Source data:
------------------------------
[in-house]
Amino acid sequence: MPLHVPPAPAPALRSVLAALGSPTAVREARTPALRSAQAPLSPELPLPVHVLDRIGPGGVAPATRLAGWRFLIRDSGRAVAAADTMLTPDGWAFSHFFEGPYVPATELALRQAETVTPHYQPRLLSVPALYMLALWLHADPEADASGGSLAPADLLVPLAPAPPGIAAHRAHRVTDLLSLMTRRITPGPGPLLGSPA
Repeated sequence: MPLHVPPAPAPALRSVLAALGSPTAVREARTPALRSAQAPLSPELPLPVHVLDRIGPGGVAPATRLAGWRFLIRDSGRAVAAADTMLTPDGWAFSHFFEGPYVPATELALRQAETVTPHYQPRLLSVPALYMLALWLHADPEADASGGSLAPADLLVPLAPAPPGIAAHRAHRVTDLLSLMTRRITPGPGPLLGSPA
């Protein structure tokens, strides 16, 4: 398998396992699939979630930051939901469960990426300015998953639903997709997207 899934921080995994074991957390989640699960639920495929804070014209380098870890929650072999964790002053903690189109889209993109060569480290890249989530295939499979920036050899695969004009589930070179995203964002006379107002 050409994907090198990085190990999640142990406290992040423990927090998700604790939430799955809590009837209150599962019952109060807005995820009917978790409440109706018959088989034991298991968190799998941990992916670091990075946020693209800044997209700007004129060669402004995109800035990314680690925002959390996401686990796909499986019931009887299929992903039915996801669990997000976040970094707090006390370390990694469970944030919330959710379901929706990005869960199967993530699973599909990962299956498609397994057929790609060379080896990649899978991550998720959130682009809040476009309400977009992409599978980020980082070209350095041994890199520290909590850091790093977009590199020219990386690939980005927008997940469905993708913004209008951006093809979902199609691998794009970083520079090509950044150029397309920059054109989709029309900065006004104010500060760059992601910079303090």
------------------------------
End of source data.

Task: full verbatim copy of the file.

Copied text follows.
[in-house]
Amino acid sequence: MPLHVPPAPAPALRSVLAALGSPTAVREARTPALRSAQAPLSPELPLPVHVLDRIGPGGVAPATRLAGWRFLIRDSGRAVAAADTMLTPDGWAFSHFFEGPYVPATELALRQAETVTPHYQPRLLSVPALYMLALWLHADPEADASGGSLAPADLLVPLAPAPPGIAAHRAHRVTDLLSLMTRRITPGPGPLLGSPA
Repeated sequence: MPLHVPPAPAPALRSVLAALGSPTAVREARTPALRSAQAPLSPELPLPVHVLDRIGPGGVAPATRLAGWRFLIRDSGRAVAAADTMLTPDGWAFSHFFEGPYVPATELALRQAETVTPHYQPRLLSVPALYMLALWLHADPEADASGGSLAPADLLVPLAPAPPGIAAHRAHRVTDLLSLMTRRITPGPGPLLGSPA
């Protein structure tokens, strides 16, 4: 398998396992699939979630930051939901469960990426300015998953639903997709997207 899934921080995994074991957390989640699960639920495929804070014209380098870890929650072999964790002053903690189109889209993109060569480290890249989530295939499979920036050899695969004009589930070179995203964002006379107002 050409994907090198990085190990999640142990406290992040423990927090998700604790939430799955809590009837209150599962019952109060807005995820009917978790409440109706018959088989034991298991968190799998941990992916670091990075946020693209800044997209700007004129060669402004995109800035990314680690925002959390996401686990796909499986019931009887299929992903039915996801669990997000976040970094707090006390370390990694469970944030919330959710379901929706990005869960199967993530699973599909990962299956498609397994057929790609060379080896990649899978991550998720959130682009809040476009309400977009992409599978980020980082070209350095041994890199520290909590850091790093977009590199020219990386690939980005927008997940469905993708913004209008951006093809979902199609691998794009970083520079090509950044150029397309920059054109989709029309900065006004104010500060760059992601910079303090």